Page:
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Westminster Presbyterian: People change, and so must the church

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Kimberly Patch

Kimberly Patch

People change the way they act, look and view the world, and sometimes they try and stop those changes. Change can be either positive or negative. It can be accepted or rejected.

Things are changing in Auburn. Westminster Presbyterian Church was built in a different place than it stands right now. Yes, it stands in the exact physical place where it was built, but no one can deny that this is a completely different city than when this building was built. Why? Because people change, communities change and the world changes. If the people change and the city has changed, then we can only come to one conclusion: The church must have changed. Has it? It has.

Westminster Presbyterian Church is a big, beautiful building. It was built for all to see. It screams "look at me, come worship God here." It is a gorgeous historical landmark. People come from all over to view the Tiffany window, to learn the history and to admire the building. It is a glorious church that was built in the downtown area. It is a sight to behold.

There are members here who gaze up at this building, longing for what once was because it was such a memorable time, a joyous time, a time like no other in their lives. And that’s OK, because we all reminisce about something that made us feel such joy in our younger years.

The question then becomes: Are the people changing too fast, and has the church changed enough and will it change fast enough to keep up? The church is preparing. This church is evolving. The church is undergoing an evolution because people are changing, and the church is made of people.

What are some of the things that help to see evolution? People come to this church’s door often. They are in need. If we don’t have what they need, this church will direct them to the organizations to get what they need. Signs on our lawn. Signs. Signs. Signs. Everyone in this city knows the love and equality this church stands for. All people are God’s children. All people are loved. The community outreach is amazing. Many people in this city have no idea how far the caring arms of this church stretch and how many hurting people in this city those church arms hold. People have made their way into the church with either paranoid mental health issues or drug issues or both. They saw these buildings as a sanctuary until they felt it safe and left without issue. We have security cameras now because of stolen property and property damage. These are just a few changes to protect the church and heal the pain of city residents.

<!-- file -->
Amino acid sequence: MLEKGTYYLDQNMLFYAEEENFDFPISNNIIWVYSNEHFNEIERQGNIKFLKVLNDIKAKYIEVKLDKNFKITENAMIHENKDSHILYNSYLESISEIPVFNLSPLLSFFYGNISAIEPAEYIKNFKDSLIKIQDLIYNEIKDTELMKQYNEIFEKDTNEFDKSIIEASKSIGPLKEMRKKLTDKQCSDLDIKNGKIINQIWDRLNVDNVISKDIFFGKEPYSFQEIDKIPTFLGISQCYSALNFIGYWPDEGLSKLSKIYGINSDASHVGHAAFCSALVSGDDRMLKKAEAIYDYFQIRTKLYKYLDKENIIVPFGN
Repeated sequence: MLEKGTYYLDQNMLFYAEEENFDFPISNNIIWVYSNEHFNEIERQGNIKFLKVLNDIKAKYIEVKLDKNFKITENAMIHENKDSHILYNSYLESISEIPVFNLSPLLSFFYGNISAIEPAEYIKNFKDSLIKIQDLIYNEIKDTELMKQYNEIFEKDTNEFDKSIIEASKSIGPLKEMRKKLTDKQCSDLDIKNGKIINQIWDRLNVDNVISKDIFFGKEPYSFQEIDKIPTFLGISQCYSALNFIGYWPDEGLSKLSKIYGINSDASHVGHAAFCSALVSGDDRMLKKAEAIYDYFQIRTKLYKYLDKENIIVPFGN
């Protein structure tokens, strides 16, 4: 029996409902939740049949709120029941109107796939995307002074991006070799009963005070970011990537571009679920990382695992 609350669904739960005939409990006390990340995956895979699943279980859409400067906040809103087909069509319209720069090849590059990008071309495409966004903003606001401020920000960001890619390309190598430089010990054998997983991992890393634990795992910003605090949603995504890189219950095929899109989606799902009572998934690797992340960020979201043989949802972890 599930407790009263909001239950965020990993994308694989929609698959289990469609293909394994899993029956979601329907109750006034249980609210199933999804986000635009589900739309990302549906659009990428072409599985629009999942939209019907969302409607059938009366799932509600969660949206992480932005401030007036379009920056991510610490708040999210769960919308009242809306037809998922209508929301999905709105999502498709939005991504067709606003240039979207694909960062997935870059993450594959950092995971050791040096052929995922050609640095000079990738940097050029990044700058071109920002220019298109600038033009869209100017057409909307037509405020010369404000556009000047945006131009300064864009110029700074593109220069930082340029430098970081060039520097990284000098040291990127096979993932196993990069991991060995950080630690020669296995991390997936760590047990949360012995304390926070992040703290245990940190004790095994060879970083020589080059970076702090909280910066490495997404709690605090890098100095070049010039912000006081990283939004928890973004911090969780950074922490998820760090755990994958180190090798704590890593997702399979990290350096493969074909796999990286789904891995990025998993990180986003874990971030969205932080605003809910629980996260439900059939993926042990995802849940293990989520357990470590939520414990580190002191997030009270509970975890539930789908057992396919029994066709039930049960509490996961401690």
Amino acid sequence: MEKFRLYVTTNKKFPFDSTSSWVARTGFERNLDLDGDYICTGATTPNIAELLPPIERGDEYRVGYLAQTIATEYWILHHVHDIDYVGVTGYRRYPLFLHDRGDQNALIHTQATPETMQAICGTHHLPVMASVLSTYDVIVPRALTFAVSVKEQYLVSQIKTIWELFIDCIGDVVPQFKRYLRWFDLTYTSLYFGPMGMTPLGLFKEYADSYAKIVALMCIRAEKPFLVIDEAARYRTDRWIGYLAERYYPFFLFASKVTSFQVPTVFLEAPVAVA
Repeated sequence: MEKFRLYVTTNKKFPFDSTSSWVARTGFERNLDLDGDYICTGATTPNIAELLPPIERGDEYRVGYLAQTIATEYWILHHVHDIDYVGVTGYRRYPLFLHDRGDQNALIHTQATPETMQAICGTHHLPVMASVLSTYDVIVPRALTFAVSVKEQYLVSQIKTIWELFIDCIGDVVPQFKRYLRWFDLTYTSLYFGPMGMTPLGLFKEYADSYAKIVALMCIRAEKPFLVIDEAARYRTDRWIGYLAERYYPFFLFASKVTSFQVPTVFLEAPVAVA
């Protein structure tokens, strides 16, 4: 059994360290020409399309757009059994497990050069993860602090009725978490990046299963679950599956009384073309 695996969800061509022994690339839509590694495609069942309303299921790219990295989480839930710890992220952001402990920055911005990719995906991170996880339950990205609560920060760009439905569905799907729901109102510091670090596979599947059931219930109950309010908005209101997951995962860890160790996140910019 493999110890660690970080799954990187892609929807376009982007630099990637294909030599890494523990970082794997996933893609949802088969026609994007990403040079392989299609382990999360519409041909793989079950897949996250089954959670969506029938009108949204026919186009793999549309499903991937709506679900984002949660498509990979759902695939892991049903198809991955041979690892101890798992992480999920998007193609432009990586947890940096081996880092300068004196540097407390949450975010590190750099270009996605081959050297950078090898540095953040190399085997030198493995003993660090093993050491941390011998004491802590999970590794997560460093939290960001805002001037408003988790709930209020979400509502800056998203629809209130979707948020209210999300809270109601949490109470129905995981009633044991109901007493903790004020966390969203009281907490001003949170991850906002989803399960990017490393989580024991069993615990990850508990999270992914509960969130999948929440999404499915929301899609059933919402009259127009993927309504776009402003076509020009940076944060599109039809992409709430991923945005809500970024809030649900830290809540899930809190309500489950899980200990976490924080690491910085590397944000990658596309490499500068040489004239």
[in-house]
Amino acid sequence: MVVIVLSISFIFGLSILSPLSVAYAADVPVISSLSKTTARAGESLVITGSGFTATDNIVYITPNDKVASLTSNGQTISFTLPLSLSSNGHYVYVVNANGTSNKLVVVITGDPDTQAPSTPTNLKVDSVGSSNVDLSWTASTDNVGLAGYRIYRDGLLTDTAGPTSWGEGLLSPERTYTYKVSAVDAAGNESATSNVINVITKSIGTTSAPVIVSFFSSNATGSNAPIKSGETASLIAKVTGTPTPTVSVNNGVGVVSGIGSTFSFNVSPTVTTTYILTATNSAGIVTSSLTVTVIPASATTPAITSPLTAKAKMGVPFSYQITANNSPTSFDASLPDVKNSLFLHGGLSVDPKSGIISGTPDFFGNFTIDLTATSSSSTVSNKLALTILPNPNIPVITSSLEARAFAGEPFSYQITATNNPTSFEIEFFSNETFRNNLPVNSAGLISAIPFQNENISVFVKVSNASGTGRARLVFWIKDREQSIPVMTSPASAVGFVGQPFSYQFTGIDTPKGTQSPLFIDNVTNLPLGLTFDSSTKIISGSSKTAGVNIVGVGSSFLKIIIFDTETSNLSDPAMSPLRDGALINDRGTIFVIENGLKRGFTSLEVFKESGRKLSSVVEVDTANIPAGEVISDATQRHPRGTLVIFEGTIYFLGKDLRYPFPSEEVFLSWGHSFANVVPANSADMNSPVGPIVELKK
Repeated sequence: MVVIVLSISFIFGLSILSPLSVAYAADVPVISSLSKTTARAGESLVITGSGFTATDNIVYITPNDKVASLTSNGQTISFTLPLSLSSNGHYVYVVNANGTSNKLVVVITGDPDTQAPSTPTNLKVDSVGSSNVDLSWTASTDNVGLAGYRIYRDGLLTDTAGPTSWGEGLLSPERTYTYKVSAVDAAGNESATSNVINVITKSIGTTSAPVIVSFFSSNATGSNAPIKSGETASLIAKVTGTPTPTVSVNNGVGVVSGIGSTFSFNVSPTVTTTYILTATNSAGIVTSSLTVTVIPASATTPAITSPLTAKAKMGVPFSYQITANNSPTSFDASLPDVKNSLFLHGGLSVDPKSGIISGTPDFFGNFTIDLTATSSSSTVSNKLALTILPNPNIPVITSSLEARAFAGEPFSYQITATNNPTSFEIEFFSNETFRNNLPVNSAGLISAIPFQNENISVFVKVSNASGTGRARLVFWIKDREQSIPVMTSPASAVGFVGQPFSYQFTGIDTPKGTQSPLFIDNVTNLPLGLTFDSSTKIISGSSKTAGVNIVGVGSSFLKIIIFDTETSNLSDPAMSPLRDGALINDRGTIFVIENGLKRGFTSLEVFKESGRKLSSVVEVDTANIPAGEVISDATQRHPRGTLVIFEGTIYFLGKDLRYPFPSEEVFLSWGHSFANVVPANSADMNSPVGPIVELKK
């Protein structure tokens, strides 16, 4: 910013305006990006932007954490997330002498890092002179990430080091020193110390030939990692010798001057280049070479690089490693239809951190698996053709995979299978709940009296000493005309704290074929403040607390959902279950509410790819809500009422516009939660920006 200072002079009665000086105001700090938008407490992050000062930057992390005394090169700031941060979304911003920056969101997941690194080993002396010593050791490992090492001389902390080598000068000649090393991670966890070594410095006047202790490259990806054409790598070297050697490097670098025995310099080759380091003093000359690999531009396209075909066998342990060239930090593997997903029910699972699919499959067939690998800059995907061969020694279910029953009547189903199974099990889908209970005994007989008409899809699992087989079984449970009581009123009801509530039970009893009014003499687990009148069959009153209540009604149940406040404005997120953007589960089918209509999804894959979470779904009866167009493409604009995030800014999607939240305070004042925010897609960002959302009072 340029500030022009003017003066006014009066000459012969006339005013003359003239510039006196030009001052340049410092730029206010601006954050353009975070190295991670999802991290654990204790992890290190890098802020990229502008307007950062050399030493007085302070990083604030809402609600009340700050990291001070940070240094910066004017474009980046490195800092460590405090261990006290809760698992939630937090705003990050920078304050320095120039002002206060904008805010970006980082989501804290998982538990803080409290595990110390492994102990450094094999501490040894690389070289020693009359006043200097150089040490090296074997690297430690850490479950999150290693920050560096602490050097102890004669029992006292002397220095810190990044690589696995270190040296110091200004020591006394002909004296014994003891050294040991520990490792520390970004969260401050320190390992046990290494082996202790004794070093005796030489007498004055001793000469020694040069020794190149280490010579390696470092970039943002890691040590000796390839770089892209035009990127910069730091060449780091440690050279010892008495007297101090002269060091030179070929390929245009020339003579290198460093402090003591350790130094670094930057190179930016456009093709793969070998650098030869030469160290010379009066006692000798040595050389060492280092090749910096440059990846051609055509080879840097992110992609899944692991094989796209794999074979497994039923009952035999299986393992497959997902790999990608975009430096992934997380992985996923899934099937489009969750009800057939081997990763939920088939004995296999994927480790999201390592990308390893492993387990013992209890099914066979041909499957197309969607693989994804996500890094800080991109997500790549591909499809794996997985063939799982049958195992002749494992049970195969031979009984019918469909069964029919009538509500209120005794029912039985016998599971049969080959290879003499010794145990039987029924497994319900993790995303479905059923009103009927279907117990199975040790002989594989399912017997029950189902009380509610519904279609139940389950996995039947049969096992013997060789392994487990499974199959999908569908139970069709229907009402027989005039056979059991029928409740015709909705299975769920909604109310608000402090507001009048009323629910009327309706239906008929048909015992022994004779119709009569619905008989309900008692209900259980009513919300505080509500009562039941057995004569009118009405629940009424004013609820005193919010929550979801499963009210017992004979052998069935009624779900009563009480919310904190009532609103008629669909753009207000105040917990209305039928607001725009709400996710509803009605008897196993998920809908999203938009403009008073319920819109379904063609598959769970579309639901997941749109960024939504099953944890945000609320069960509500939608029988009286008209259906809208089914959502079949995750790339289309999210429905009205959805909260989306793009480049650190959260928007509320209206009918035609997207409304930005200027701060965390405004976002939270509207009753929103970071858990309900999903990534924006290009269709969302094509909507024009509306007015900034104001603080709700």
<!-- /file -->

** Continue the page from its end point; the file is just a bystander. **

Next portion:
There was a phrase being thrown around a couple of years ago within the walls of Westminster. At first, it was not an appropriate label on this church, but there has been an evolution. Westminster is evolving from a church that is located downtown into a “downtown church." That’s the term, “downtown church." Some will love it, and some will not. Here’s the thing. It cannot be stopped. It is happening. It is the very thing that is going to keep the church’s heartbeat in sync with the people’s heartbeat, with the city’s heartbeat.

There are people hanging out on the church benches. People are sitting on the church steps. This did not happen five years ago. Some people are from soup kitchen lines. Some look tired and need to sit and rest. Regardless of what is happening in their lives, they need some sort of tranquility, and they find it on those benches. Many are searching for a church that accepts them as they are, as they are differently abled, as their trauma has left them, for whom they love or identify, or any other reason another church closed the doors to them.

We are evolving into what is called a downtown church. The beauty of a downtown church is different from that of the church built downtown. The downtown church lives and breathes at the foot of the cross. It’s a place where we have no option but to become one with the pain. It’s a place where we cannot live without the unity and loyalty to Jesus. Flowers don’t always grow here. The beauty appears different. It’s a place where we have no other option than to welcome all and love all just as they are.

Kimberly Patch is a graduate (M.A., Master of Divinity) of Northeastern Seminary. She is an inquirer for ordination to the Ministry of Word and Sacrament, under the care of Westminster Presbyterian Church. She lives in Auburn with her husband and children. She is also a foster mother, a social justice advocate and president of the board of directors of the new Auburn Hunger Task Force, which is working to provide free daily meals to the Auburn community. For more information, visit


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